Contributed by Ricardo (27.05.2005)
I have just joined Kirkby Stephen AC after being impressed by what my friend told me about the size of the wild fish he had caught and by the number of large fish seen. So it was that I took a day off on the 27th May to sample some of the fishing for myself. The trip from Ilkley is 54 miles from door to door but it is also very scenic, Ilkley-Kettlewell-Buckden-Yockenthwaite-Oughtershaw-Hawes-Kirkby Stephen. This is as good as it gets and certainly beats the A65 to J36, M6 to J38 and then from there to KS.
With such a wealth of fishing to go at I had pored over the maps which John Garner had sent me and decided to go and take a look at the Wharton Hall beat for a number of reasons: firstly to recce it as my partner had not fished this stretch, secondly it is marked fly only and thirdly because it cannot be fished at weekends which is when I do the bulk of my 'all day' fishing.
Last Friday was quite windy and it was a stiff breeze that greeted me as I parked at Nateby and then set off down one of the lanes. I elected to fish part of the downstream section first and guess it was around midday that I started. The river was low but has enough characteristics on this section to still have obvious fish holding sections in these type of conditions. There was a hatch of medium olives and there were black gnats about. The first pool brought 2 fish - my first Eden brownie was a beautiful little fish of 12" - the spots and general colouration were stunning.
Crossing a small tributary I noticed that the river split around a small gravel bar and I flicked my Klinkhamer from an elevated position into where the smallest split rejoined the main river and was at an angle that enabled me to see a fish tilt up and take the fly. I struck and the fish tore off 15 yards of line on its first run. When landed it was measured at 16", was photographed in the net and returned. These fish are very strong fighters and give a really good account of themselves. I then worked my way upstream and picked up another couple of small fish before changing fly to a tube bodiz March Brown (Large Brook Duns were hatching and I noticed a couple taken) which I had tied for two visits to the Aberdeenshire Don this year. I noticed an interesting looking lie on the opposite side of the river and bounced my fly off a rock, momentarily losing site of it but I saw a head stick out of the river and set the hook into a fish which I managed to get on a short line fairly quickly - getting it into the net took a bit longer as it was too a very strong fish. When netted it measured 17.75" and 2lb 4oz (see second photo), not bad for your sixth fish from a new river!! I then worked further upstream picking up 3 more fish so ending the day with a total of 9.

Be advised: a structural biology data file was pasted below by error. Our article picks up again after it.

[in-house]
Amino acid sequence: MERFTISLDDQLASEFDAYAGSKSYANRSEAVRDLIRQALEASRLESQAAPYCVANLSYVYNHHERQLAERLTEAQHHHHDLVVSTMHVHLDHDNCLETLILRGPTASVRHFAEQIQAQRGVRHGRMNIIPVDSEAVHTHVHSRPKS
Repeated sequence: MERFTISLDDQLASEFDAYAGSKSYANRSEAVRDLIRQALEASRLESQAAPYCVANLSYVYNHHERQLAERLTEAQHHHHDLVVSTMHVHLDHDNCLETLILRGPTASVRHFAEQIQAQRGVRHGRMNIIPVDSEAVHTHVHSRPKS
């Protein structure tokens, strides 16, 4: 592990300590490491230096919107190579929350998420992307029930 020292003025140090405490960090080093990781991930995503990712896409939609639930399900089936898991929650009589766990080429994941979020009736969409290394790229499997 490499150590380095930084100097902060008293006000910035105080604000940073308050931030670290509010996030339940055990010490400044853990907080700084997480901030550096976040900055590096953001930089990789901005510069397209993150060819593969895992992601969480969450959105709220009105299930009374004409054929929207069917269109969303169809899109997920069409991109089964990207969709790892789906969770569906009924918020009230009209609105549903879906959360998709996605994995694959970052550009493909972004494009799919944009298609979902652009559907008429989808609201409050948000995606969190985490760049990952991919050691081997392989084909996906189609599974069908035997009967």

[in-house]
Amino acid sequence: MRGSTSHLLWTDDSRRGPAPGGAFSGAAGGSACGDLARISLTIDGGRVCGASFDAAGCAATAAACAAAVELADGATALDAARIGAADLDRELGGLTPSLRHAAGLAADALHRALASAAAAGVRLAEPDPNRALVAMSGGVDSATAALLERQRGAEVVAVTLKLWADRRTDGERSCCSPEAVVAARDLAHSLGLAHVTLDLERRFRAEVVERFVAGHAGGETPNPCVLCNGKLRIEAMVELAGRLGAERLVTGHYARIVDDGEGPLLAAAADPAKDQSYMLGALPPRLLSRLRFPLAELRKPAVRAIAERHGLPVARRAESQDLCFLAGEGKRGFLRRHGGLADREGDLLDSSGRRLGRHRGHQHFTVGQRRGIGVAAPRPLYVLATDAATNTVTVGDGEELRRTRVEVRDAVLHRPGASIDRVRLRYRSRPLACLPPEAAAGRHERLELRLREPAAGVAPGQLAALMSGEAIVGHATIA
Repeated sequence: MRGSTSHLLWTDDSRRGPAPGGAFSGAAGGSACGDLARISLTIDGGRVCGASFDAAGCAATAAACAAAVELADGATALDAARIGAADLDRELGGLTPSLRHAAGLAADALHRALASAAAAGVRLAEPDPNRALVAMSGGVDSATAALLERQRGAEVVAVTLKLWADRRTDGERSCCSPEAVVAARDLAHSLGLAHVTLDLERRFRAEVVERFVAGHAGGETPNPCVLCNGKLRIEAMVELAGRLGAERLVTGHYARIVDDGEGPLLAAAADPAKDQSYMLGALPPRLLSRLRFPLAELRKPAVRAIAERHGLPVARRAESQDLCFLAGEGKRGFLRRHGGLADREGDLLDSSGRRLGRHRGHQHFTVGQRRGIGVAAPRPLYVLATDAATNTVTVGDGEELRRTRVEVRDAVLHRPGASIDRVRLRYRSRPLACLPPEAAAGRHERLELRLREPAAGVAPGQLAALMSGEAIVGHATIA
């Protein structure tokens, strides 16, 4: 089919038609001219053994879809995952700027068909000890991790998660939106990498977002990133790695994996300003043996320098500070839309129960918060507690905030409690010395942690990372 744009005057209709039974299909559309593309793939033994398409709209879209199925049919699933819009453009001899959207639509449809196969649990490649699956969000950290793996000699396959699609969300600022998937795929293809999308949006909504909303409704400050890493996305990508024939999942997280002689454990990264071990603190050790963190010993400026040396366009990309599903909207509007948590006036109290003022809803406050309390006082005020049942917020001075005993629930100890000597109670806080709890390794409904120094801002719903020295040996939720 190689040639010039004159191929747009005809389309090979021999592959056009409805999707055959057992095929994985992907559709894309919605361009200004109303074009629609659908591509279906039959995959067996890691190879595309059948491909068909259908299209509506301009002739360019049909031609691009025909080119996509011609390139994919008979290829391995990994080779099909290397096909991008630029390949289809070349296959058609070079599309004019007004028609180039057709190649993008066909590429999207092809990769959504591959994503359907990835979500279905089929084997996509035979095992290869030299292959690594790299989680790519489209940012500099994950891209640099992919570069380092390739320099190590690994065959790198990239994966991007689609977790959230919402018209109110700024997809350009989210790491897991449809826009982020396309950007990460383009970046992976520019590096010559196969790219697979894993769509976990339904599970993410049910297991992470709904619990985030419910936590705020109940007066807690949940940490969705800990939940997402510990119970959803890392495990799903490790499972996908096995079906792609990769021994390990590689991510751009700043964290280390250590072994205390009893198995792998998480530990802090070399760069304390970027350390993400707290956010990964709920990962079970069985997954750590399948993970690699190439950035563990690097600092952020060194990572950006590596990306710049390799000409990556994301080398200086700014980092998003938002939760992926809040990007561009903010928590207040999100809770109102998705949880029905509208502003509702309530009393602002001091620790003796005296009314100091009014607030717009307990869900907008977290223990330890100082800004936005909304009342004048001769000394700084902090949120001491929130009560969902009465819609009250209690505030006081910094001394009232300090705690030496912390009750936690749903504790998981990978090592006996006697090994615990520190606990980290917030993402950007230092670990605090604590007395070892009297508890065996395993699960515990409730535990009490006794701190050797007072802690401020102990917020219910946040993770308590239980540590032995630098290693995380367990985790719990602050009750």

I did not catch anything between 4pm and 6pm which is when I called it a day as I had not seen a rising fish for 2 hours and it was cold and blowing a bit of a gale.
My first impression was that this is a beautiful, unspoilt river holding a good stock of wild fish (I was very pleased to see that none of the fish I caught were stockies - I am now giving up a club in Yorkshire which has too many stockies in it after discovering Kirkby Stephen). I believe that wild trout fisheries such as this should be nurtured and enhanced, this type of fishing is growing more popular. My friends and I find this type of water to our liking and I already know that another of my mates will be joining next year!
I have been surprised to find that Kirkby Stephen AC is strugggling for members and this can only be due to the fact that others like myself have not heard about the quality of fish and fishing that you have. Having fished all over Yorkshire which has very good Trout and Grayling fishing I for one am prepared to regularly make a 108 mile round trip for a days fishing on this water-this says a lot I think!